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Proc Natl Acad Sci U S A. 1993 Jun 15;90(12):5494-8.

Amblyopia induced by anisometropia without shrinkage of ocular dominance columns in human striate cortex.

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Department of Ophthalmology, University of California, San Francisco 94143-0730.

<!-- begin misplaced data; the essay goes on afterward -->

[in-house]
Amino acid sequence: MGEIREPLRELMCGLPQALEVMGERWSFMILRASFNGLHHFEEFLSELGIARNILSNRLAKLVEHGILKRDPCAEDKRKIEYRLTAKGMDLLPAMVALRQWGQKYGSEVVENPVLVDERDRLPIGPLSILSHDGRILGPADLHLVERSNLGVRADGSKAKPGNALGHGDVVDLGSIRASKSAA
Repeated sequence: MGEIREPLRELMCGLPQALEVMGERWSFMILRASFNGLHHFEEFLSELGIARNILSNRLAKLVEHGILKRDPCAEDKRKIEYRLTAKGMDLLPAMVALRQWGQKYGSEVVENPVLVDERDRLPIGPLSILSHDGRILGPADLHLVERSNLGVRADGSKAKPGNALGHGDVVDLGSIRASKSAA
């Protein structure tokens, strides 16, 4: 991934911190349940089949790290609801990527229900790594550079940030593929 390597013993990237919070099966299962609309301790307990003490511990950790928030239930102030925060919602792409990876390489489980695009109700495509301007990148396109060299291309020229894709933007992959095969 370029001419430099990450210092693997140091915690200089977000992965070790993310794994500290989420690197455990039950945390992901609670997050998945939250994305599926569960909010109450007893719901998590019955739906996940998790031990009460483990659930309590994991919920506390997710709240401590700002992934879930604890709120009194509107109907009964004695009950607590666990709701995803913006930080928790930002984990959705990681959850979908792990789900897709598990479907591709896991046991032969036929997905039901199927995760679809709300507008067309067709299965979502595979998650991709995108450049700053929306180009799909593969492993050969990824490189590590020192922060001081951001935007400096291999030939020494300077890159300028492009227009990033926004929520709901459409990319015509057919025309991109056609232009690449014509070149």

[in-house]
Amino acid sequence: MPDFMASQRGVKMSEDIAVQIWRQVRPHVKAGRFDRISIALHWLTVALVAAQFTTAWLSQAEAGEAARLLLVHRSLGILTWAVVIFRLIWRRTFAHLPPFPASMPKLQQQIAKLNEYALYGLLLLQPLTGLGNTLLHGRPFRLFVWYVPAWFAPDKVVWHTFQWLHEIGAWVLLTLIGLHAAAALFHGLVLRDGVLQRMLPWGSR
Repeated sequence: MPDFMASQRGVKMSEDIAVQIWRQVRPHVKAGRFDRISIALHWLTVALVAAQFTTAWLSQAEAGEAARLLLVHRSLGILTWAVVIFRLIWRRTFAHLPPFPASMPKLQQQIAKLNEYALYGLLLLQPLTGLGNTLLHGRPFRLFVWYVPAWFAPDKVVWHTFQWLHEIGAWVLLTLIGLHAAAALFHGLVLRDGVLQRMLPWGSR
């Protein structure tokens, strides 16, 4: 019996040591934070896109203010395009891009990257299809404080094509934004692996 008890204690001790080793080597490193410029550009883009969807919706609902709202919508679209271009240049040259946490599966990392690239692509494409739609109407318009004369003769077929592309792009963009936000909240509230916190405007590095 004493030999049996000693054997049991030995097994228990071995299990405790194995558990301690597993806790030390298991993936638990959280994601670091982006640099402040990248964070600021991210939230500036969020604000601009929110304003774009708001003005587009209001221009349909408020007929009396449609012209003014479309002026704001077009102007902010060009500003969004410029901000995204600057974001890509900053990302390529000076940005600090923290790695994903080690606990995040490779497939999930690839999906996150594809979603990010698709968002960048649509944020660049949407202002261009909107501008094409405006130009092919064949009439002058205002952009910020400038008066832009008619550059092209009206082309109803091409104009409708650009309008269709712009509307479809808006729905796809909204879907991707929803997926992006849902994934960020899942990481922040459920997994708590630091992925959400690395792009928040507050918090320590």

Amblyopia can be induced by opacity of the ocular media (e.g., cataract), misalignment of the ocular axes (strabismus), or unequal refractive error in the eyes (anisometropia). Experiments in monkeys have shown that early monocular eyelid suture, a model of amblyopia caused by cataract, results in shrinkage of the eye's ocular dominance columns in striate cortex. This reduction of the geniculocortical projection from the deprived eye has been thought to explain in part the mechanism of amblyopia. We labeled the ocular dominance columns in monkeys with amblyopia by using cytochrome oxidase histochemistry. In animals rendered amblyopic by early unilateral eyelid suture, no pattern of cytochrome oxidase activity appeared in layer IVc. Outside layer IVc, alternating rows of light and dark patches were present; the pale patches fit in register with the shrunken ocular dominance columns of the deprived eye, which were labeled by autoradiography. Subsequent removal of one eye caused a striking cytochrome oxidase pattern to emerge in layer IVc that correlated precisely with the shrunken (deprived eye) and expanded (normal eye) ocular dominance columns. This correlation was shown by injecting one eye with [3H]proline. It has remained unsettled whether other forms of amblyopia are accompanied by shrinkage of ocular dominance columns. To address this issue, in an analogous clinical case, we examined the pattern of cytochrome oxidase activity in a human subject with a history of anisometropic amblyopia who suffered a lesion of one optic nerve shortly before death. The ocular dominance columns were normal in width, indicating that some forms of amblyopia occur without shrinkage of ocular dominance columns.

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